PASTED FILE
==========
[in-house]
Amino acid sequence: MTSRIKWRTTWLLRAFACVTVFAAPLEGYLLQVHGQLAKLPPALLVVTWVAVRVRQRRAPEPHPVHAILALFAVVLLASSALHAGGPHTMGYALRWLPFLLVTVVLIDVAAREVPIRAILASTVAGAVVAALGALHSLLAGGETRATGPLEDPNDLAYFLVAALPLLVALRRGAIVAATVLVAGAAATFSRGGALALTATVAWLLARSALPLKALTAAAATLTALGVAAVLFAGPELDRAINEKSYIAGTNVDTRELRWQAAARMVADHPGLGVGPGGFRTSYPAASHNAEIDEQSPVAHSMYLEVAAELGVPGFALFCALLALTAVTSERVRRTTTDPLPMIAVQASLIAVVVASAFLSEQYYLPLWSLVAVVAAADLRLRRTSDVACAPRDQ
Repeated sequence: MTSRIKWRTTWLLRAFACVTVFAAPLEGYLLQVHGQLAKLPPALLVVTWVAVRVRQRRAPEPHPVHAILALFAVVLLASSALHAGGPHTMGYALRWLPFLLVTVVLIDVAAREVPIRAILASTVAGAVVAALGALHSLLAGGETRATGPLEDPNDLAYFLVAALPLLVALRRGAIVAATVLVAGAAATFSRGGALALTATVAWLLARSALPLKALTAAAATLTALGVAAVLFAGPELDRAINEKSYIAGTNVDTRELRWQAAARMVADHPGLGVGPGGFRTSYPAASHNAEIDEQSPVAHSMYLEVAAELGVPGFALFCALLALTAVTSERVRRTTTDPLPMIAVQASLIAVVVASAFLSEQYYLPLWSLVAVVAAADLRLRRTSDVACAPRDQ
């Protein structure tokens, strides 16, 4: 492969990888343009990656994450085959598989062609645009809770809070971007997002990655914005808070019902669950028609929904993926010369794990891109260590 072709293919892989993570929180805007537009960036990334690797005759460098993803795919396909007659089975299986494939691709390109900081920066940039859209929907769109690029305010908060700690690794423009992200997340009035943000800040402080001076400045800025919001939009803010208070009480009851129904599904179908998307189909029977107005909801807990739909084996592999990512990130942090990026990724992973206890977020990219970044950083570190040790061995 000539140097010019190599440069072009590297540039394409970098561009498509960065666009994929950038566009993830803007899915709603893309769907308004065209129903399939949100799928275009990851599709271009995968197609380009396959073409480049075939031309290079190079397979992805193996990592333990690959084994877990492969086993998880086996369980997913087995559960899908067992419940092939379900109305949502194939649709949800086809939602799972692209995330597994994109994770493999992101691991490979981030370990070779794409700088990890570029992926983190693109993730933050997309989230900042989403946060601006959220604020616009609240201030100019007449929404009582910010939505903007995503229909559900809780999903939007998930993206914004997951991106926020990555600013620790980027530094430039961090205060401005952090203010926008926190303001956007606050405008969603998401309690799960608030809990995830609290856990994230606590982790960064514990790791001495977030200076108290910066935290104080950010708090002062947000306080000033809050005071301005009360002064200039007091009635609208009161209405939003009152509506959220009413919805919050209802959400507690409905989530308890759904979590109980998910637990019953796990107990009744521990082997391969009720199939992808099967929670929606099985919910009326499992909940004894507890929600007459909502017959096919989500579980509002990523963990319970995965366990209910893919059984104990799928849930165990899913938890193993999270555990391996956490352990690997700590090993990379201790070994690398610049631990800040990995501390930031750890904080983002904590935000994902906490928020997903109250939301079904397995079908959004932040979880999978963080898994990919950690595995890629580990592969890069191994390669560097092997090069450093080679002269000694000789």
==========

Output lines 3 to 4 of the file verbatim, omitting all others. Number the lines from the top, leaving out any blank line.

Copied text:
Repeated sequence: MTSRIKWRTTWLLRAFACVTVFAAPLEGYLLQVHGQLAKLPPALLVVTWVAVRVRQRRAPEPHPVHAILALFAVVLLASSALHAGGPHTMGYALRWLPFLLVTVVLIDVAAREVPIRAILASTVAGAVVAALGALHSLLAGGETRATGPLEDPNDLAYFLVAALPLLVALRRGAIVAATVLVAGAAATFSRGGALALTATVAWLLARSALPLKALTAAAATLTALGVAAVLFAGPELDRAINEKSYIAGTNVDTRELRWQAAARMVADHPGLGVGPGGFRTSYPAASHNAEIDEQSPVAHSMYLEVAAELGVPGFALFCALLALTAVTSERVRRTTTDPLPMIAVQASLIAVVVASAFLSEQYYLPLWSLVAVVAAADLRLRRTSDVACAPRDQ
């Protein structure tokens, strides 16, 4: 492969990888343009990656994450085959598989062609645009809770809070971007997002990655914005808070019902669950028609929904993926010369794990891109260590 072709293919892989993570929180805007537009960036990334690797005759460098993803795919396909007659089975299986494939691709390109900081920066940039859209929907769109690029305010908060700690690794423009992200997340009035943000800040402080001076400045800025919001939009803010208070009480009851129904599904179908998307189909029977107005909801807990739909084996592999990512990130942090990026990724992973206890977020990219970044950083570190040790061995 000539140097010019190599440069072009590297540039394409970098561009498509960065666009994929950038566009993830803007899915709603893309769907308004065209129903399939949100799928275009990851599709271009995968197609380009396959073409480049075939031309290079190079397979992805193996990592333990690959084994877990492969086993998880086996369980997913087995559960899908067992419940092939379900109305949502194939649709949800086809939602799972692209995330597994994109994770493999992101691991490979981030370990070779794409700088990890570029992926983190693109993730933050997309989230900042989403946060601006959220604020616009609240201030100019007449929404009582910010939505903007995503229909559900809780999903939007998930993206914004997951991106926020990555600013620790980027530094430039961090205060401005952090203010926008926190303001956007606050405008969603998401309690799960608030809990995830609290856990994230606590982790960064514990790791001495977030200076108290910066935290104080950010708090002062947000306080000033809050005071301005009360002064200039007091009635609208009161209405939003009152509506959220009413919805919050209802959400507690409905989530308890759904979590109980998910637990019953796990107990009744521990082997391969009720199939992808099967929670929606099985919910009326499992909940004894507890929600007459909502017959096919989500579980509002990523963990319970995965366990209910893919059984104990799928849930165990899913938890193993999270555990391996956490352990690997700590090993990379201790070994690398610049631990800040990995501390930031750890904080983002904590935000994902906490928020997903109250939301079904397995079908959004932040979880999978963080898994990919950690595995890629580990592969890069191994390669560097092997090069450093080679002269000694000789």